NRL club Penrith Panthers to field junior sides in Country Championships as plan to boost bush footy is approved

PLEASED: Dubbo product Isaah Yeo is delighted by the strides made by his club in relation to country footy. Photo: JONATHAN CARROLL
PLEASED: Dubbo product Isaah Yeo is delighted by the strides made by his club in relation to country footy. Photo: JONATHAN CARROLL

Penrith is expanding its footprint further into the western corridor in what the club and the Country Rugby League believe will serve as the blueprint for saving bush football.

The Panthers, the CRL and the NSWRL have rubber-stamped a landmark initiative that will allow the club to field teams in the Southern Pool of the Country Championships in what could be the first step towards fielding a Panthers-branded Intrust Super Premiership side in the western region by 2022.

The commitment builds on the work Penrith already does in the region, which includes taking NRL games to Bathurst at least until 2028. They will expand their reach further with the establishment of academies in Bathurst, Dubbo and Forbes to provide youngsters with a genuine rugby league pathway, at a time when there will be limited scope for clubs to sign or relocate players under a new contracting system that is being finalised by the NRL and the players' union.

"Philosophically, we've decided that if the kids can't come to us, we'll go out to where the kids are," Penrith's high-performance manager Matt Cameron said. "It's a win for us because the kids are playing a good standard of football and it's a win for the CRL because it enhances their competition.

"We feel we've put together a blueprint that the CRL could potentially take to other NRL clubs. If they have the resources to do it, they could partner with one of the existing zones in the country to enhance their development."

Penrith are already making a difference in the greater west. The Western Rams, when training at Dubbo, are more than 400 kilometres away from Sydney, but their academy gives them access to facilities and coaching that is on par with what the best young juniors receive in the city. When Panthers CEO Bryan Fletcher, a Coonamble product, recently addressed the region's players, his message was clear: "We don't see you as a cost, we see you as an investment."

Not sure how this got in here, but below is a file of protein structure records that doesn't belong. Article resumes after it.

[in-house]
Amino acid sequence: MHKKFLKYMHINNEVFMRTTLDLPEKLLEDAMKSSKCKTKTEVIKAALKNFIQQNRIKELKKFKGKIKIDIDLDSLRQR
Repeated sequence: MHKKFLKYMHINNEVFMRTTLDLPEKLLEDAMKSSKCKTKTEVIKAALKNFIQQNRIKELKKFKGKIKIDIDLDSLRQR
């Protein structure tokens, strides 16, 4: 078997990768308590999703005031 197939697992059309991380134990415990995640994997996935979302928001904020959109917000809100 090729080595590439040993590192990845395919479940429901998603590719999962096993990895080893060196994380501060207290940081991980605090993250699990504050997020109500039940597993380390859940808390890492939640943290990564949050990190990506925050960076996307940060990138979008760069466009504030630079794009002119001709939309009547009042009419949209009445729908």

"I've had dealings with other clubs and they are all very good, but these guys have taken it to another level in their plan for the future," said the rugby league co-ordinator for St Johns College, Andy Haycock.

"Grassroots footy, especially out in this part, is crying out for help. For them to come on board gives us a feeling that we're not at the end of the world with it, that there are people who care for us in that multimillion-dollar business."

Panthers forward Isaah Yeo, a Dubbo product, wishes the academy system was available when he was coming through the ranks.

"I think it's great Panthers is getting on the front foot with building development pathways for country kids to make it to the NRL," Yeo said. "Having grown up in Dubbo, I know the rugby league community out there will embrace everything Panthers is doing.

"To get access to elite-level coaching at an early age will benefit not just the players, but the game as a whole. There is so much young talent in country rugby league and what Panthers is doing will help take it to another level."

The Panthers will continue to field under-16s and under-18s teams in Sydney's Harold Matthews and SG Ball competitions, but will now also field "Penrith Panthers"-branded teams in those age groups in the Country Championships. At a time when the NRL has set aside $100 million to invest in grassroots rugby league, the Panthers have proven you don't need to spend big to get results in the bush. Penrith spend just under $2.5 million to run all of their junior programs, an investment that begins with its under-20s side and covers every tier down to the youngest registered player. The total cost of running programs at the three academies – St Johns College in Dubbo, Red Bend Catholic College in Forbes and Charles Sturt University in Bathurst – is just $20,000. The club recently ran an under-15s camp for just $7500.

The CRL has no doubt that if the NRL wants bang for its buck, it could do worse than fund clubs that are willing to partner with regional zones.

"The model they've got will be the blueprint for all regions," CRL official Bert Lowrie said of Penrith's initiative. "They're setting up academies, but not in the bricks-and-mortar sense. They will put their expertise into those academies but what they won't be doing – and they have made this very clear – is coming out to take over.

"In the Penrith model, they're coaching our coaches, they're working with our sports trainers, they're helping prepare our 16s and 18s for our championships and, underneath that, they work with our 14s and 15s as well. It all just flows.

"They will put a Penrith development team wearing the Penrith colours into the Southern region championships, which is huge, a massive step. We don't want clubs to be given an area and then just come in and cherry-pick the best kids. We want clubs to come in and do what Penrith is doing, to come in and actually invest in the region."

Some NRL clubs are already making significant investments in regional areas. The Roosters are developing talent on the Central Coast, while Newcastle and Canberra provide appropriate resources for their surrounding areas. However, the CRL believes every NRL franchise should be responsible for developing a region.